Workplace Solutions

Proper disposal of gas cylinders

What do I do with my empty calibration gas cylinders?

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Photo: Gasco

Responding is Kevin Wilson, sales manager, Gasco, Oldsmar, FL.

Finding the best way to dispose of empty calibration gas cylinders is an age-old dilemma that can be easily solved. These days, most calibration gas comes in small transportable cylinders and is used on portable and fixed-gas detectors. Made from aluminum or steel, these cylinders, when empty, are defined in many different ways. Some companies consider them normal waste, some treat them as scrap metal and others define their cylinders as hazardous waste and pay environmental companies to pick them up.

Disposing of cylinders as normal waste can present some problems, especially with the threat of terrorism and green activism. Finding empty cylinders in a company’s waste – possibly with some remaining level of pressure in them – labeled with toxic and combustible compounds could attract unwanted attention. Put simply, perception is reality – no matter what the final cylinder disposal determination may be.

The recycling option

These days, sending empty cylinders to a metal recycler is common, but the process is prohibited in some states. When sending popular aluminum cylinders to a recycling company, the cylinders must be completely emptied with valves removed. To do this, the cylinder is placed in a vise, and using a special tool with some elbow grease, the valve can be removed.

Once the valve is removed, most recycling companies require the cylinders to be cut in half. Needless to say, this cumbersome process pushes many companies to delay recycling until it’s absolutely necessary (i.e., once the stack of cylinders becomes a true hindrance). Once again, perception is reality.

Cylinders as hazardous waste

Classifying the cylinders as hazardous waste, as many large organizations do and some states require, seems to be the trend. In general, calibration gas can create confusion when it comes to determining exactly what the cylinder contains (whether empty or full). Key questions that companies are asking include:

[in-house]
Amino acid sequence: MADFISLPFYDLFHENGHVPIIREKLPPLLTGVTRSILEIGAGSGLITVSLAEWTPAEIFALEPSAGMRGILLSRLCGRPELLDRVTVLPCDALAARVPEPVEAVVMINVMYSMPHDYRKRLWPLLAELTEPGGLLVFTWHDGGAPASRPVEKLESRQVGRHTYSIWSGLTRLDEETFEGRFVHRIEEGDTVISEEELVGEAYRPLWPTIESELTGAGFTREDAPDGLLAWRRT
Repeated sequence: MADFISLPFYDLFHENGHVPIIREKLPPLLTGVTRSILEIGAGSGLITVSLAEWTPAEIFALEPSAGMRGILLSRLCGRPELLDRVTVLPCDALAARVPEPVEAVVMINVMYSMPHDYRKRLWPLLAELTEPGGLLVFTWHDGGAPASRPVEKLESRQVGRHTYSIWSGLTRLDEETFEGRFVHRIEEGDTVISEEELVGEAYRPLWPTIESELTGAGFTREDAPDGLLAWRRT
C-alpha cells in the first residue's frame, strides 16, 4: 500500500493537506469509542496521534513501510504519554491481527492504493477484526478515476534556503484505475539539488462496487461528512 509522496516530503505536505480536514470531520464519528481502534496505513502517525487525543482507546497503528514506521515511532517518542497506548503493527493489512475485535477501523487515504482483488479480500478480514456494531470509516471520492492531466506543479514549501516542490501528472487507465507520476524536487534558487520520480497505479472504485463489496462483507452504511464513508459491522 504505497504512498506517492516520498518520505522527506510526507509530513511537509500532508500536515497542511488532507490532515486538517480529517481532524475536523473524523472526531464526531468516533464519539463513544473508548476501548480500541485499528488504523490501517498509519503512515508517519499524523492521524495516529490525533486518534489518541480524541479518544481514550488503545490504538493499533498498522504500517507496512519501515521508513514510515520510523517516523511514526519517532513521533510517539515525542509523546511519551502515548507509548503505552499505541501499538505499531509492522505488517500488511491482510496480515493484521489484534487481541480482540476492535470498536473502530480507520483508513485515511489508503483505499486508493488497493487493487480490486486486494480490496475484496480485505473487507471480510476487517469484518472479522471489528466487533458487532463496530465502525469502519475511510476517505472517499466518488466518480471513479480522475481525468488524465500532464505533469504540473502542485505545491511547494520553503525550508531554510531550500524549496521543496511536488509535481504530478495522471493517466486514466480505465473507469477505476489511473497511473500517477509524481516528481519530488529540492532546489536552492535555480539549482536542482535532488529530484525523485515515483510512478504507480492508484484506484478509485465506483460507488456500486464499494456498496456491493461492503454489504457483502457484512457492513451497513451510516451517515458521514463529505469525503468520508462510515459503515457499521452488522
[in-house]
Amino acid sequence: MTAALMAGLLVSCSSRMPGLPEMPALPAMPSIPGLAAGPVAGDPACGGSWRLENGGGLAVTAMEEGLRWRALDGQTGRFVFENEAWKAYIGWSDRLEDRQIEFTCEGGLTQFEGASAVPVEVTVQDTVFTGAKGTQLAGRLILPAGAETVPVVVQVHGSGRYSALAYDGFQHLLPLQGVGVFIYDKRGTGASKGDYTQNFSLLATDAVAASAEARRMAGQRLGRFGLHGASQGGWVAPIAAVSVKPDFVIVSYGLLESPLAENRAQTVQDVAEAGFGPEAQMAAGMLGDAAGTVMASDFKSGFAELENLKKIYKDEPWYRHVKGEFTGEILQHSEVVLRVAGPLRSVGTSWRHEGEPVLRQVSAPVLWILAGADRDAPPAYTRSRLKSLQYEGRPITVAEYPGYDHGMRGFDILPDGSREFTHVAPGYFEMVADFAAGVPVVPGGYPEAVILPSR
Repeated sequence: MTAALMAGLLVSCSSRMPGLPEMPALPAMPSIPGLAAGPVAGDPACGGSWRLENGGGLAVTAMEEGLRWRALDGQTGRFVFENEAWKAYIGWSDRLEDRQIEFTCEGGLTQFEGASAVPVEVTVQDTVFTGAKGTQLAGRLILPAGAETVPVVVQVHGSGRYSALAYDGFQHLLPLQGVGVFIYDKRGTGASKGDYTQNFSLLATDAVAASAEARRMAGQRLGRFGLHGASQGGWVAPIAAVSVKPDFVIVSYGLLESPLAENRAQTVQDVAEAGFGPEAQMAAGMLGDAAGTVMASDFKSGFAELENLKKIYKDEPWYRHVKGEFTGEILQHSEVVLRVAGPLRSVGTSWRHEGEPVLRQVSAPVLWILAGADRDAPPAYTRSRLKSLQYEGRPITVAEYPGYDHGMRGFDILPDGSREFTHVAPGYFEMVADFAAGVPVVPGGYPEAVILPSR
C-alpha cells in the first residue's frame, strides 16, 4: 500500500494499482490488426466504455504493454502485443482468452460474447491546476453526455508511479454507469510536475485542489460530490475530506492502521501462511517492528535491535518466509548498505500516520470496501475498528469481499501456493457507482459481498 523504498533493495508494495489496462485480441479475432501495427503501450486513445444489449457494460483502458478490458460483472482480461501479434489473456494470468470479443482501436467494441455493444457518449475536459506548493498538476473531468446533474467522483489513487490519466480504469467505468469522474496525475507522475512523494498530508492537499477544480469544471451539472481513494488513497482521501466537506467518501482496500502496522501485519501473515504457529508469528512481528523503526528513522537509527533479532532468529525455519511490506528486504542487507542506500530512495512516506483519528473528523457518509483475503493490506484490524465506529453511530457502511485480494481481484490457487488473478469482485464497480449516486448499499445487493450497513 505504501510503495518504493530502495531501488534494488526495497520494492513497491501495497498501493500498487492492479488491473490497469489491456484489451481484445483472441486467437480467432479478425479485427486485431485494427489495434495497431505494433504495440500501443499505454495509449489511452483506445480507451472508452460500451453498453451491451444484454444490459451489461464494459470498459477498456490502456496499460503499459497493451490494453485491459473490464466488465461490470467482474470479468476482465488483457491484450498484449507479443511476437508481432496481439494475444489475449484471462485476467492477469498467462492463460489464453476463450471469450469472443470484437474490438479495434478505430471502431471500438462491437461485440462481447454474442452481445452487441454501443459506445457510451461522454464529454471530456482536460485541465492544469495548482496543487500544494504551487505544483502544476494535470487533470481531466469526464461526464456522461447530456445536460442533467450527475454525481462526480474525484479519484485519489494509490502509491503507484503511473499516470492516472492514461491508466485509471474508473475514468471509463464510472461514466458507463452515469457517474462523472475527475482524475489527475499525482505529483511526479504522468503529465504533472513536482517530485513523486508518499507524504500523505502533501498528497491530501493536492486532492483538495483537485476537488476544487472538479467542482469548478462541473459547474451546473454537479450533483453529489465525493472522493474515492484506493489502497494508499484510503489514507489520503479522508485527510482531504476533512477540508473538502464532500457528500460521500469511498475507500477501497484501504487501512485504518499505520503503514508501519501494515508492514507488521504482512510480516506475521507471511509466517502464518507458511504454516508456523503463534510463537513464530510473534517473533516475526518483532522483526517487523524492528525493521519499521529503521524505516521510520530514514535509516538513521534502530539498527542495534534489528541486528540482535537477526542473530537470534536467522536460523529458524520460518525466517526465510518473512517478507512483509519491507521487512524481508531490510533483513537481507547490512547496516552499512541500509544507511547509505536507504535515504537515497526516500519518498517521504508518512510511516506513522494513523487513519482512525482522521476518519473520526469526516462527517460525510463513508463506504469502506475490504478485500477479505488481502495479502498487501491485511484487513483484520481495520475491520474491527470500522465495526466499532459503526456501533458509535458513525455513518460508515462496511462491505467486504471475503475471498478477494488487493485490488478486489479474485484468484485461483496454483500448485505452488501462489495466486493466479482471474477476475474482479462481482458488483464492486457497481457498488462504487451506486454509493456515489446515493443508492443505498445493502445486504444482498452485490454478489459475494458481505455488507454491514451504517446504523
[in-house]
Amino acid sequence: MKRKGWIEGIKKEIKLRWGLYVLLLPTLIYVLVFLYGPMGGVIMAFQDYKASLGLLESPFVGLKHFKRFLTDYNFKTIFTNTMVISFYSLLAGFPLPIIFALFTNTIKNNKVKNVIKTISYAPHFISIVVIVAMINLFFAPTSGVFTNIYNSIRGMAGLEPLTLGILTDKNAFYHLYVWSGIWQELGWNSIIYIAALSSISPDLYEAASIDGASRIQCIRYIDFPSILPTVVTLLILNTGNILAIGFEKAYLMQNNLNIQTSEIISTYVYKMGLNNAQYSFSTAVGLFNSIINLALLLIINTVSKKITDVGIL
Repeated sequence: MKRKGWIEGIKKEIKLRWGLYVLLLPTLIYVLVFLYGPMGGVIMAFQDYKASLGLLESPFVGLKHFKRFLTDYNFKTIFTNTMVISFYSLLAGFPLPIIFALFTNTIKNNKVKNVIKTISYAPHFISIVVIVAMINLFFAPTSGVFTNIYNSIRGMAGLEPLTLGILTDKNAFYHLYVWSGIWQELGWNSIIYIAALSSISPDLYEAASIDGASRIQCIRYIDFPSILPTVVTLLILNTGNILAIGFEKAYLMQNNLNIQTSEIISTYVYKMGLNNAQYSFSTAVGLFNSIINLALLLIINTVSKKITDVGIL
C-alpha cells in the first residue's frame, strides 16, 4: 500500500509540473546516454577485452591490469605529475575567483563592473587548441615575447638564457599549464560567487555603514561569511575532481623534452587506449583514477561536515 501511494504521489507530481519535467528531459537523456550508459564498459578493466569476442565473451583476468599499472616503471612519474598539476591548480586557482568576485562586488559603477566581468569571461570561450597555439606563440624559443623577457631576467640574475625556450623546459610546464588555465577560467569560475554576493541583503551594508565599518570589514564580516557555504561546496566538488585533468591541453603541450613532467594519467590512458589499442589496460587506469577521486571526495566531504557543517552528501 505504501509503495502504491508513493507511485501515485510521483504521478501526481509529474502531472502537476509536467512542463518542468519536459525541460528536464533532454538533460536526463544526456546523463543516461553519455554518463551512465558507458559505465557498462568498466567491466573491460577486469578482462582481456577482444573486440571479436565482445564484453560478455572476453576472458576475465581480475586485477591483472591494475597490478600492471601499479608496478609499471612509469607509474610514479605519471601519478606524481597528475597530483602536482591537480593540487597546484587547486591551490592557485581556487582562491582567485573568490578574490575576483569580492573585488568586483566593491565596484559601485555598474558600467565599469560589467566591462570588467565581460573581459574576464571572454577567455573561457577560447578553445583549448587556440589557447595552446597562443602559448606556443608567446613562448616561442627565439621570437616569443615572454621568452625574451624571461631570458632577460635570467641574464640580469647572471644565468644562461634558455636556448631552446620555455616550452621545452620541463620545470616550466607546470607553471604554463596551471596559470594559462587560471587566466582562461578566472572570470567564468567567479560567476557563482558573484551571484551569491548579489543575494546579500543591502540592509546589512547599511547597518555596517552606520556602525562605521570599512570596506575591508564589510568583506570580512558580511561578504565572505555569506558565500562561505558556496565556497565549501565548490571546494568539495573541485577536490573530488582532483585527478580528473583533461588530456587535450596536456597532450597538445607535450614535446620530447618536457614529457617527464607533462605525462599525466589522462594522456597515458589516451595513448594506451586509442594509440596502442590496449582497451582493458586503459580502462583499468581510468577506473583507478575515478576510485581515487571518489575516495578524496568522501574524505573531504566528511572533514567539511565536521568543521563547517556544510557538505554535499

• Are the contents hazardous?
  • When empty, is toxic residue in the cylinder?
  • Is there still remaining pressure in the cylinder?
  • Is the empty cylinder defined as “hazardous” by state or local governments?

In most cases the answers to these questions are hard to find by simply searching through CFRs, and are therefore usually left to a consultant. Most companies don’t spend the time to further investigate. Oftentimes, the option is to hire an environmental contractor to haul the cylinders off for a fee. Perception is reality.

Solving the problem

The solution to this problem is reusable cylinders – a good option for both end users and distributors, and one that also proves responsible manufacturing attributes (i.e., reclaiming waste that results from the manufacturing of a product). In fact, going forward, the eco-smart reusable calibration gas cylinders will become an industry standard. These reusable cylinders are the same physical size and utilize the same C10 valve connection as disposable cylinders. Using accessories such as the eco M/T tool, users can release excess gas, thus ensuring those cylinders are empty and non-hazardous.

Editor's note: This article represents the independent views of the author and should not be construed as a National Safety Council endorsement.

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